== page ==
Sponsored By
An organization or individual has paid for the creation of this work but did not approve or review it.

ADVERTISEMENT

ADVERTISEMENT

Lake Park council decides to appoint new mayor

LAKE PARK, Minn. -- The Lake Park City Council has decided to appoint a new mayor, rather than hold a special election to fill the position. The council voted unanimously to take applications for the mayor's job this past week after the resignati...

 

LAKE PARK, Minn. -- The Lake Park City Council has decided to appoint a new mayor, rather than hold a special election to fill the position.

The council voted unanimously to take applications for the mayor’s job this past week after the resignation of controversial former Mayor Aaron Wittnebel, whose term would have expired in 2017.

Wittnebel pleaded guilty on an Alford basis to a felony charge of financial exploitation of a vulnerable adult when he mishandled funds for his sister, who has Down syndrome, and for whom he was a guardian and conservator. He was sentenced to 30 days in jail last year through the plea agreement and is currently serving five years of supervised probation.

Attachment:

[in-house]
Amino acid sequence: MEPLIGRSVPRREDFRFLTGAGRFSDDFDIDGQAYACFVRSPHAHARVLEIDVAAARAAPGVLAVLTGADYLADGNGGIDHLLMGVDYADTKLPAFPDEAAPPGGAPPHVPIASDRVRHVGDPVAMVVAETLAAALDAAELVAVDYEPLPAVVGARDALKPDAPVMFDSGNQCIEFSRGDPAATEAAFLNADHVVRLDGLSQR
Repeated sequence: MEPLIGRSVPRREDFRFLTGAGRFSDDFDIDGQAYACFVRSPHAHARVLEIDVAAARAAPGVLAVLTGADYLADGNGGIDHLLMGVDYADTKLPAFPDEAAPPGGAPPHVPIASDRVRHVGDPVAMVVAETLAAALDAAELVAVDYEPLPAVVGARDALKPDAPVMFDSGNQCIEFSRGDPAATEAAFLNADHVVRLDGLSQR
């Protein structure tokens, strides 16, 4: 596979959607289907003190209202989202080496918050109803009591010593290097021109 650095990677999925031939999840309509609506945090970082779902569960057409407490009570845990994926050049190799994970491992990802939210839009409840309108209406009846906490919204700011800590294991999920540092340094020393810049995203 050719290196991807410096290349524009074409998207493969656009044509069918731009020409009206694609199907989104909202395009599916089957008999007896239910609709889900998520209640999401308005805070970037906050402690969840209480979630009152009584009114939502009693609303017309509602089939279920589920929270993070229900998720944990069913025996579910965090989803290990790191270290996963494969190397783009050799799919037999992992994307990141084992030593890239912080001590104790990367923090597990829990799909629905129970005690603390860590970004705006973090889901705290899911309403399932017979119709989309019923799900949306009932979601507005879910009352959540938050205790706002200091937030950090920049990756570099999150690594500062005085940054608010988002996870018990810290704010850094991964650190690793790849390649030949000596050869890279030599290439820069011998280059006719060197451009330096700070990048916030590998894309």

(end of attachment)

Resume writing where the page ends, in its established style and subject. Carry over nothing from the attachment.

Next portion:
Residents who are interested have until 4:30 p.m. on Feb. 2 to turn in an application and a letter of interest at the city office. City council members can apply, but cannot vote to appoint themselves, said city attorney Charlie Ramstad.

ADVERTISEMENT

In the meantime, Lake Park Vice Mayor Jon Anderson was unanimously appointed interim mayor. The council will conduct interviews with those wishing to fill the seat.

What To Read Next
Nonprofit hospitals are required to provide free or discounted care, also known as charity care; yet eligibility and application requirements vary across hospitals. Could you qualify? We found out.
Crisis pregnancy centers received almost $3 million in taxpayer funds in 2022. Soon, sharing only medically accurate information could be a prerequisite for funding.
The Grand Forks Blue Zones Project, which hopes to make Grand Forks not just a healthier city but a closer community, is hosting an event on Saturday, Jan. 21, at the Empire Arts Center from 3-5 p.m.
A bill being considered by the North Dakota Legislature would require infertility treatment for public employees — a step that could lead to requiring private insurance for the costly treatments.